The Humane Society of the United States has requested that the United States propose pau rosa for inclusion in Appendix II. These species are harvested for the oil contained in their trunks and large branches, which is used as an ingredient in certain perfumes. The United States is the largest importer of pau rosa oil, followed by Switzerland, France, and other European countries. These species occur in the northern and western areas of greater Amazonia, including Brazil, Peru, Colombia, Ecuador, Suriname, French Guiana, Guyana, and Venezuela. The sole producer of pau rosa oil at present is Brazil.
Though areas within the range of these species lack mature trees (i.e., where they have been utilized by the oil industry), natural regeneration has been documented and substantial wild stands are likely to exist in inaccessible areas that may remain unexploited for logistical and economic reasons. International trade in pau rosa oil has declined by about 80 percent since the 1960s, largely due to the replacement of natural rosewood oil by synthetic substitutes.
The United States does not plan to propose the listing of Aniba duckei and A. roseaodora in Appendix II of CITES. However, we invite the submission of information regarding the status of these species in the wild and the impact of international trade on their status. This will assist us in monitoring the situation in the future. We are also seeking comments in relation to the CITES listing criteria in Resolution Conf. 9.24. In addition, the United States will discuss the status of these species, their international trade, and the potential impacts of CITES protection with the government of Brazil. Invertebrates 2. Giant clams (Tridacna gigas and T. derasa)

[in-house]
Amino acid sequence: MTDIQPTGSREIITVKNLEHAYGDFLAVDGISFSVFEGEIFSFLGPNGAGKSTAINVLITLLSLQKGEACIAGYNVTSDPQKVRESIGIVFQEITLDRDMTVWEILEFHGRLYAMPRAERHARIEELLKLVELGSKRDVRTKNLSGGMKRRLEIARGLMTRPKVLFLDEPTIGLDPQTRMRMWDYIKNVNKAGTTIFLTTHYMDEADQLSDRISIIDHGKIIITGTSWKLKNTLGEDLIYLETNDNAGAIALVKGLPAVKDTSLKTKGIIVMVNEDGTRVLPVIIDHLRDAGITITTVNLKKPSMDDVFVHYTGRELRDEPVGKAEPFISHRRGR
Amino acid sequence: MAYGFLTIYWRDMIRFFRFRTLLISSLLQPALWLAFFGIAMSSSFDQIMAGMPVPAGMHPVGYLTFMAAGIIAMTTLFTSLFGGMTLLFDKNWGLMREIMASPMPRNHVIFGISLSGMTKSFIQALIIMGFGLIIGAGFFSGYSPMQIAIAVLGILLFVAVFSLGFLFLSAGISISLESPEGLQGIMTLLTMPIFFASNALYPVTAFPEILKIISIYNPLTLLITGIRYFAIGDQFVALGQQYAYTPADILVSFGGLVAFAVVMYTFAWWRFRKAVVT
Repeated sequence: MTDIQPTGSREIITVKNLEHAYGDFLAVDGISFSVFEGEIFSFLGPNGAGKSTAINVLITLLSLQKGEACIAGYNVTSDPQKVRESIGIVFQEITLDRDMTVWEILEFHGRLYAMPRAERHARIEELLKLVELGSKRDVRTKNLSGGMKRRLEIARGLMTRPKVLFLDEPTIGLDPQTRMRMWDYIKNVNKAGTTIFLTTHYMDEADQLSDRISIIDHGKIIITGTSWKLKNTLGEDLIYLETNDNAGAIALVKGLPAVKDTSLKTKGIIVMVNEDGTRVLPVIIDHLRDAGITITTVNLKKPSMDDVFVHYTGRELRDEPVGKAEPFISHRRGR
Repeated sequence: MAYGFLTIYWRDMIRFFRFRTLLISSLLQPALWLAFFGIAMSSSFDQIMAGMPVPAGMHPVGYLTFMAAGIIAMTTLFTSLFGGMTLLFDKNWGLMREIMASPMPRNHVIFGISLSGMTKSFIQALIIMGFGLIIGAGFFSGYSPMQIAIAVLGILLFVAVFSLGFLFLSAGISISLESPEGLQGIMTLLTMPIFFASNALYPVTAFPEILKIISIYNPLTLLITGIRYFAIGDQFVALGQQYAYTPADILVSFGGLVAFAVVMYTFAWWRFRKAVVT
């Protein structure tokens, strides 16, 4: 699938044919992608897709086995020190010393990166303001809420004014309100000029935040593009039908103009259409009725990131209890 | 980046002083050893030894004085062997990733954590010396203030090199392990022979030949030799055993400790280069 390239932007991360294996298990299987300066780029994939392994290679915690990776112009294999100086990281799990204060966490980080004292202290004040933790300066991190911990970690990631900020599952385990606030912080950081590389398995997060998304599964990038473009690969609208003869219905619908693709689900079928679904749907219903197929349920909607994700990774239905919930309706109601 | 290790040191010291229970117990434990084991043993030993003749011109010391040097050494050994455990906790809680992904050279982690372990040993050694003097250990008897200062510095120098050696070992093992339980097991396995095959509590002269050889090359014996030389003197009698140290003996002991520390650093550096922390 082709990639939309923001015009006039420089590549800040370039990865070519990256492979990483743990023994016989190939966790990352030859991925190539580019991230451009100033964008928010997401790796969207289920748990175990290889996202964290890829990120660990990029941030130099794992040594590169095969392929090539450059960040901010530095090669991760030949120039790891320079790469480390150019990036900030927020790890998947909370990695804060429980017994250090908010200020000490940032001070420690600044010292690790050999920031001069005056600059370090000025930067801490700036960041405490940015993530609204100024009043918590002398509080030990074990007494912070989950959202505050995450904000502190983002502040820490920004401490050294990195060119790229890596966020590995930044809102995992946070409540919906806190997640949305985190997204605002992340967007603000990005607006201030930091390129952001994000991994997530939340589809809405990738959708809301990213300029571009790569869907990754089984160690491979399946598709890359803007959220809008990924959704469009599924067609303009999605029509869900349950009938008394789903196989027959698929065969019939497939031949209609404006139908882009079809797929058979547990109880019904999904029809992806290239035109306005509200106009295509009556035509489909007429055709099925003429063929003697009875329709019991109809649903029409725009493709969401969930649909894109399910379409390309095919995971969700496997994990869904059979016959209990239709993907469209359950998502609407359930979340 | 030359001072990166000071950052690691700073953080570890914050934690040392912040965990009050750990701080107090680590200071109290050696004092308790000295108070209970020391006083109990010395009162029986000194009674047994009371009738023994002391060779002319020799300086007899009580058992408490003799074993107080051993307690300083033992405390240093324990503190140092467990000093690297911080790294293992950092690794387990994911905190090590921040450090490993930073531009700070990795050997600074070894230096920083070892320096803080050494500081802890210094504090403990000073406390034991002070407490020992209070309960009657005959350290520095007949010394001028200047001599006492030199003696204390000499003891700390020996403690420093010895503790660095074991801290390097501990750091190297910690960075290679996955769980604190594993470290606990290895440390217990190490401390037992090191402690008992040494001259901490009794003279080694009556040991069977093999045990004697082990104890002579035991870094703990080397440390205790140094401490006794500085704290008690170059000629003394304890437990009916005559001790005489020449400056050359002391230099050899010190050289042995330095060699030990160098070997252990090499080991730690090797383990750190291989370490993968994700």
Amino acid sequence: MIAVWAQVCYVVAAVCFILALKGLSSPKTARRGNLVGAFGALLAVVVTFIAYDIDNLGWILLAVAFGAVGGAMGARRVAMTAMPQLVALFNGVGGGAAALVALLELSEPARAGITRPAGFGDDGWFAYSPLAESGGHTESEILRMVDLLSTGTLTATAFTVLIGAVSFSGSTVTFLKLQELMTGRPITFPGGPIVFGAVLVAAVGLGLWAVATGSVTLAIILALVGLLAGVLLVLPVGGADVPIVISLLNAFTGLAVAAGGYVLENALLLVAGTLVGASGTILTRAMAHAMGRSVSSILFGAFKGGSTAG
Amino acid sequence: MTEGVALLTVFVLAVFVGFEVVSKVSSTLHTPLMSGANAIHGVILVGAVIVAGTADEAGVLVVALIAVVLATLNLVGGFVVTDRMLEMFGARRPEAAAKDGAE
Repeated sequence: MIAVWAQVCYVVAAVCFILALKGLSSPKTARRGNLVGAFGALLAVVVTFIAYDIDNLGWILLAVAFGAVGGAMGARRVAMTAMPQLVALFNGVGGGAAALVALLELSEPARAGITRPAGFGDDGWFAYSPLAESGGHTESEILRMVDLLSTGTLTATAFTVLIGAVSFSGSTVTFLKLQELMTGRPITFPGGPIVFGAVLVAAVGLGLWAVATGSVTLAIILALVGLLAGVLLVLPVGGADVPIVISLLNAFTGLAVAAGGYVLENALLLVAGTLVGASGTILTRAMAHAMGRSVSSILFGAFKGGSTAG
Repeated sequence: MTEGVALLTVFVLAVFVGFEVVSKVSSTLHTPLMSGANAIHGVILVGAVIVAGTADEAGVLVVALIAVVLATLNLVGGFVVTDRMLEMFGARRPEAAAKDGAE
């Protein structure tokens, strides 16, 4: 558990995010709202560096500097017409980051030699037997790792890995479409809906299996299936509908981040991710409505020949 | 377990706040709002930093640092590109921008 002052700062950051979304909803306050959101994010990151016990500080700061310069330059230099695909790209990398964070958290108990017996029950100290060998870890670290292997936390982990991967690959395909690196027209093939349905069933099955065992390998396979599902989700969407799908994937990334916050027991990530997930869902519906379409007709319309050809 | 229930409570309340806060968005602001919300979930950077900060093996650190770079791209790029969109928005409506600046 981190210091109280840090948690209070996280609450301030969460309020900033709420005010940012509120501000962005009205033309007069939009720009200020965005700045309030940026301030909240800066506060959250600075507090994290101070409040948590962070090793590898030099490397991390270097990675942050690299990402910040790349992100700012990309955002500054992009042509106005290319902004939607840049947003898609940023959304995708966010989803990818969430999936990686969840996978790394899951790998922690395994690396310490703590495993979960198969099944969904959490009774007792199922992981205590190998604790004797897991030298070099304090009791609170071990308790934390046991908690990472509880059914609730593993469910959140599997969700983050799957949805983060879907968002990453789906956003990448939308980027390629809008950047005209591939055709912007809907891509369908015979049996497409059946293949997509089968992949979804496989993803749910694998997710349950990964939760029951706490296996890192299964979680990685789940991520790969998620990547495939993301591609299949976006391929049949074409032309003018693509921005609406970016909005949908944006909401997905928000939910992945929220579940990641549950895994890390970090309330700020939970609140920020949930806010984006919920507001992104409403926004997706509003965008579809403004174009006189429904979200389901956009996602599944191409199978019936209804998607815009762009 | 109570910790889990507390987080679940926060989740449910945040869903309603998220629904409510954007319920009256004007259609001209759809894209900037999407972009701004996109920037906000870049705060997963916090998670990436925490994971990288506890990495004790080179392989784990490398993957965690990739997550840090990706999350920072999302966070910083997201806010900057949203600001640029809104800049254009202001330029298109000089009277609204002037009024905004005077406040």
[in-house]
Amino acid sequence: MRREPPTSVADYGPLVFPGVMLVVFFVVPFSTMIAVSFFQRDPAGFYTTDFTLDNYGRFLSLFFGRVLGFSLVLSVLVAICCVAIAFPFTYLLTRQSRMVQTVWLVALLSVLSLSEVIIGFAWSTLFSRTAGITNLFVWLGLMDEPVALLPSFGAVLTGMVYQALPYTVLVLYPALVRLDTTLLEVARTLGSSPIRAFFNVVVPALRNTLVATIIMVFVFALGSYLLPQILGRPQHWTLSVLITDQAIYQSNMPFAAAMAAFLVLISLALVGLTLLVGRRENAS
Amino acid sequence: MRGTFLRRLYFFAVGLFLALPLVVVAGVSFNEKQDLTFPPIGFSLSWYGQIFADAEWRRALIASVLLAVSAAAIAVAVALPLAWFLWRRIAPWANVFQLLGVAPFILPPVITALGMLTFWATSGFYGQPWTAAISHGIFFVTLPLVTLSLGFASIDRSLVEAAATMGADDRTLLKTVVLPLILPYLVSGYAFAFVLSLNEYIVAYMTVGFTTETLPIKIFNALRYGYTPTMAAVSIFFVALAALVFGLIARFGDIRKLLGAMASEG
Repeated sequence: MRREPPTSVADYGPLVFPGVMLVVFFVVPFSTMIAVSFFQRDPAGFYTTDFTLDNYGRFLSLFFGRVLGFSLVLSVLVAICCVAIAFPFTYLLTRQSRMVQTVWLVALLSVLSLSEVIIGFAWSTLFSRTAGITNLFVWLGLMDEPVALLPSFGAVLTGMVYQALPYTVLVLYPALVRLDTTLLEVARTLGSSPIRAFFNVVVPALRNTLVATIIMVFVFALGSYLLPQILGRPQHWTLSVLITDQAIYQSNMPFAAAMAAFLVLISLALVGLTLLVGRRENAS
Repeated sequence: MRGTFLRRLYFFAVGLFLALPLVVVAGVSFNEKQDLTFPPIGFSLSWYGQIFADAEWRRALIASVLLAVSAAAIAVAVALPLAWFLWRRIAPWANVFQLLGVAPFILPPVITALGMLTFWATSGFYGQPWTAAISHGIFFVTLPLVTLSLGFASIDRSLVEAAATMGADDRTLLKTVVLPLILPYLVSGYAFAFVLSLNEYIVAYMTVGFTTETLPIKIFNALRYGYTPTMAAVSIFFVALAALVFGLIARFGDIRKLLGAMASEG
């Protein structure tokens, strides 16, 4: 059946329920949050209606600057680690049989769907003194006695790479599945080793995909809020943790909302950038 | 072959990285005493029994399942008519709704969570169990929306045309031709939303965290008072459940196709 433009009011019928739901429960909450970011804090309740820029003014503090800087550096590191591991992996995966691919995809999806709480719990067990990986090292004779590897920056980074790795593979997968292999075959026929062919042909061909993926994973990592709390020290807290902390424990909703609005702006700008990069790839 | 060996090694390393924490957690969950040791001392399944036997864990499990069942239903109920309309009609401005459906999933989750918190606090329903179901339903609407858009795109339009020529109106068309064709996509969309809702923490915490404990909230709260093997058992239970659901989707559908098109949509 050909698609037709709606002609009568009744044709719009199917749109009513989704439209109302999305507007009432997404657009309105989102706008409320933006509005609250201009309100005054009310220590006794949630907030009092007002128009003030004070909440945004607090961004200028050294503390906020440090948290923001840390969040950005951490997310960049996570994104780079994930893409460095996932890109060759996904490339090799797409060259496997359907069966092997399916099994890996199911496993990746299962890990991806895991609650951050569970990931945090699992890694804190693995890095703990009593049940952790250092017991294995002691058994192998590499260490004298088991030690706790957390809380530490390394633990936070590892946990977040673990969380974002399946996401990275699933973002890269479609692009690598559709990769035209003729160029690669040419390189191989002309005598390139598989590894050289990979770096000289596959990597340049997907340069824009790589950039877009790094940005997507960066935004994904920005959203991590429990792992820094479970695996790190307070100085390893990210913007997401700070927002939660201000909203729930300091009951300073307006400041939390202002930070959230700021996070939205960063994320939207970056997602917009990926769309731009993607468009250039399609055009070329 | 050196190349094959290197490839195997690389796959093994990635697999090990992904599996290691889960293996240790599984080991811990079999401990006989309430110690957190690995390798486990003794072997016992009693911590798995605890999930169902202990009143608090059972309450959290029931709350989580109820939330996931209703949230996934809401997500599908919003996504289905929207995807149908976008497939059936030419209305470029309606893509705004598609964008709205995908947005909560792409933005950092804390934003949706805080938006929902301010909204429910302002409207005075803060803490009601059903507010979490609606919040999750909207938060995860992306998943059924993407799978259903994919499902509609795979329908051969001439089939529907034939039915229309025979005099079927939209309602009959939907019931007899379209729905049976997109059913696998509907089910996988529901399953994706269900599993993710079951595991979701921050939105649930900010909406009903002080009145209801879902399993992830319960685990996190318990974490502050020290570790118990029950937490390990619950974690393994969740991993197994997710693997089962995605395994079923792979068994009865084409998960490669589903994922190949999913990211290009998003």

The Commonwealth of Northern Mariana Islands' Division of Fish and Wildlife, Center for Tropical and Subtropical Aquaculture's Industry Advisory Council, and Micronesian Environmental Services made recommendations concerning giant clams (Tridacna gigas and T. derasa). These organizations requested that the United States propose the removal of these species from Appendix II or propose to exempt giant clam mariculture farms from CITES permitting requirements.
There are nine species of giant clams (7 Tridacna spp. and 2 Hippopus spp.) distributed throughout coral reef habitats in the western Pacific and Indian Oceans. The largest species of giant clam, T. gigas, is native to Australia, Indonesia, Fiji, the Federated States of Micronesia, Japan, Kiribati, New Caledonia, Guam, Malaysia, the Marshall Islands, Burma/Myanmar, the Northern Marianas, Palau, Papua New Guinea, the Philippines, the Solomon Islands, Taiwan, Thailand, Tuvalu, and Vanuatu. Today, abundant populations of T. gigas are known only in Australia and the Solomon Islands; this species is extinct in Fiji, Guam, New Caledonia, and the northern Marianas, and has been eliminated from most of the Federated States of Micronesia, Japan, the Philippines, Taiwan, Tuvalu, and Vanuatu. Cultivated stocks of T. gigas have been reintroduced to Fiji, the Federated States of Micronesia, and the Philippines, and introduced to the Cook Islands, Western Samoa, American Samoa, Tonga, and Tuvalu, although high mortality has been reported and self-sustaining populations have not been established in the wild.
T. derasa has a more restricted distribution than does T. gigas, and occurs in nine countries and territories, with confirmed centers of abundance in Palau, Papua New Guinea, Australia, the Solomon Islands, New Caledonia, Fiji, and Tonga. T. derasa is extinct in parts of Indonesia, the Philippines, Vanuatu, Guam, and the Northern Marianas. Although this species has been widely introduced, wild stocks have become established only in Yap.